SBE Releases Report
The Small Business and Entrepreneurship Council recently released a report titled "The Great Tax Debate: Tax Increases, Tax Relief, and Tax Reform" in response to the buzz surrounding massive federal budget deficits and changing the U.S. tax system.
SBE Council chief economist Raymond J. Keating, author of the report, said "The debate over taxation has raged in this nation ever since our founding. This is America's ongoing - and generally healthy - 'Great Tax Debate.' Unfortunately, the debate has shifted in a dramatically negative direction over the past two years. For much of the past three decades (with exceptions, for example, in 1990 and 1993), the tax debate targeted how taxes might be reduced and/or how the tax code should be overhauled. But the Obama administration and the current leadership in Congress are overwhelmingly focused on how taxes can be increased."
Keating noted that higher income, capital gains and dividend tax rates, and the consideration of and additional value-added tax (VAT) are part of the current tax debate, and that's a big negative for entrepreneurs, investors, small businesses and their employees, and the overall economy.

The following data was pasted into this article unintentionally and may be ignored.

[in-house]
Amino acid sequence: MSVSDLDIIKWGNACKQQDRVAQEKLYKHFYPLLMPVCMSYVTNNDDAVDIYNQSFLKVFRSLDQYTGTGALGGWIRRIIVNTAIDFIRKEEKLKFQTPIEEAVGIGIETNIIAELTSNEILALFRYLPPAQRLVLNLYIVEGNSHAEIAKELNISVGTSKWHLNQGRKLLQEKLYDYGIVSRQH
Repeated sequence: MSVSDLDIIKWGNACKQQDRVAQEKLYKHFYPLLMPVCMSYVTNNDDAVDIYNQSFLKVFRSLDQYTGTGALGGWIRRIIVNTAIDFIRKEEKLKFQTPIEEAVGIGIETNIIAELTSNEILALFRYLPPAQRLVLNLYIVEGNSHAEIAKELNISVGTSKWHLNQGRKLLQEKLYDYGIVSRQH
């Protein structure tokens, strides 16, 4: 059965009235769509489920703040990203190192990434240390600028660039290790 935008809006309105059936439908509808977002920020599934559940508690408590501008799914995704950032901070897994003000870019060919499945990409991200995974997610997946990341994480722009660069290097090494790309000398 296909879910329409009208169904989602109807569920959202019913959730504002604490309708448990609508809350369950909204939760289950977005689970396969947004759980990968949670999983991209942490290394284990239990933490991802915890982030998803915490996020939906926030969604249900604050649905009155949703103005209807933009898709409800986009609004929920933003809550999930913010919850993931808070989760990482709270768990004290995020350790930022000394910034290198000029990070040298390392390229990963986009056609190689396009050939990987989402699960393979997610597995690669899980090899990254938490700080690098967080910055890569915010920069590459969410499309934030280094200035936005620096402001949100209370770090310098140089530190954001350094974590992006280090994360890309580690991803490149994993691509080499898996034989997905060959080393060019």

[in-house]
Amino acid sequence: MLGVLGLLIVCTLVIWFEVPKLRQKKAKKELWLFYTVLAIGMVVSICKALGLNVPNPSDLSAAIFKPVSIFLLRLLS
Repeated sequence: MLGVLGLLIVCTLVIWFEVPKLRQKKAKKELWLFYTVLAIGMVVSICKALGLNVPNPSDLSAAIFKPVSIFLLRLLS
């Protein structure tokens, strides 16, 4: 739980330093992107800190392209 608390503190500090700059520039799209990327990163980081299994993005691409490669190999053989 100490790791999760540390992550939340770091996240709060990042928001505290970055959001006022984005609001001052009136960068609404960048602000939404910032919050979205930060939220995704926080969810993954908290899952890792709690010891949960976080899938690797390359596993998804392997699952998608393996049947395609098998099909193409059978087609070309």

In "The Great Tax Debate: Tax Increases, Tax Relief, and Tax Reform," our current income tax system and major tax reform proposals are reviewed according to eight criteria for a sound, pro-growth tax code. Those eight criteria are: progressive vs. proportional taxation, how capital is taxed, how inflation is treated, clarity, simplicity, bureaucracy and intrusiveness, affect on tax avoidance, and impact on government spending.
"The Great Tax Debate" scores the current tax system, a flat tax, a national retail sales tax, and a VAT according to these criteria.
According to the report, the current tax system scores the poorest, and proposals to increase taxes would only make a very bad system even worse. A low flat tax scores best, followed closely by a retail sales tax. A move away from an income tax to a VAT, while better than what we have now, comes up short compared to either a flat tax or a retail sales tax.